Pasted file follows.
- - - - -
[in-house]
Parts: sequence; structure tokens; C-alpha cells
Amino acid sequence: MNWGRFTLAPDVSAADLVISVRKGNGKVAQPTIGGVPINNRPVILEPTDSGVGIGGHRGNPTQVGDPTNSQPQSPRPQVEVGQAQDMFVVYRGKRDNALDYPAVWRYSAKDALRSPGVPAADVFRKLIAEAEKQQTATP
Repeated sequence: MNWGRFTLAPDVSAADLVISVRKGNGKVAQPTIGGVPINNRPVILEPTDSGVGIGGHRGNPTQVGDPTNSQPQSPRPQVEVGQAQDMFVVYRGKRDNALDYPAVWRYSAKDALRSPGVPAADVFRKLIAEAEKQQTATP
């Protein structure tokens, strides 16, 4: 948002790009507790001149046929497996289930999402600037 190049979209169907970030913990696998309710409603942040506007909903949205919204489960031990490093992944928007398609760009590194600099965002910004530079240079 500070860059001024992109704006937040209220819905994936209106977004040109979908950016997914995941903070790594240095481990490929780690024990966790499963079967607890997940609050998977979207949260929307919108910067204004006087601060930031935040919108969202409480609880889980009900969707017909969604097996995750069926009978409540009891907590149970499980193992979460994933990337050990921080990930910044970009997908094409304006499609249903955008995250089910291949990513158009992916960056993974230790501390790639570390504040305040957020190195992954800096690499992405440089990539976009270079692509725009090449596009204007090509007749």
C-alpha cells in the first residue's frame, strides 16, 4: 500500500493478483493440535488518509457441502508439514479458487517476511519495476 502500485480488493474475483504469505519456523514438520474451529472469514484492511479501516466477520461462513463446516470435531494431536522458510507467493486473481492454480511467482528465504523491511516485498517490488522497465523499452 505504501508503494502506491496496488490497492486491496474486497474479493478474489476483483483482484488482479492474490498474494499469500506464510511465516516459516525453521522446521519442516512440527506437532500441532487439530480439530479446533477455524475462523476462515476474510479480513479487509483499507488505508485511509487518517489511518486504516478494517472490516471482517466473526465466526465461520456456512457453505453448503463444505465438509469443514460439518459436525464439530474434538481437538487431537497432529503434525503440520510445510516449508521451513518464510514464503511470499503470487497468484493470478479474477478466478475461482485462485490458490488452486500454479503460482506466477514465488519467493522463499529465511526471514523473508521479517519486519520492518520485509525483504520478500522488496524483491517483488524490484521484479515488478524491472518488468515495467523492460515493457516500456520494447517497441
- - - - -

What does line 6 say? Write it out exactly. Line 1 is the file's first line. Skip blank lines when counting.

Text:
C-alpha cells in the first residue's frame, strides 16, 4: 500500500493478483493440535488518509457441502508439514479458487517476511519495476 502500485480488493474475483504469505519456523514438520474451529472469514484492511479501516466477520461462513463446516470435531494431536522458510507467493486473481492454480511467482528465504523491511516485498517490488522497465523499452 505504501508503494502506491496496488490497492486491496474486497474479493478474489476483483483482484488482479492474490498474494499469500506464510511465516516459516525453521522446521519442516512440527506437532500441532487439530480439530479446533477455524475462523476462515476474510479480513479487509483499507488505508485511509487518517489511518486504516478494517472490516471482517466473526465466526465461520456456512457453505453448503463444505465438509469443514460439518459436525464439530474434538481437538487431537497432529503434525503440520510445510516449508521451513518464510514464503511470499503470487497468484493470478479474477478466478475461482485462485490458490488452486500454479503460482506466477514465488519467493522463499529465511526471514523473508521479517519486519520492518520485509525483504520478500522488496524483491517483488524490484521484479515488478524491472518488468515495467523492460515493457516500456520494447517497441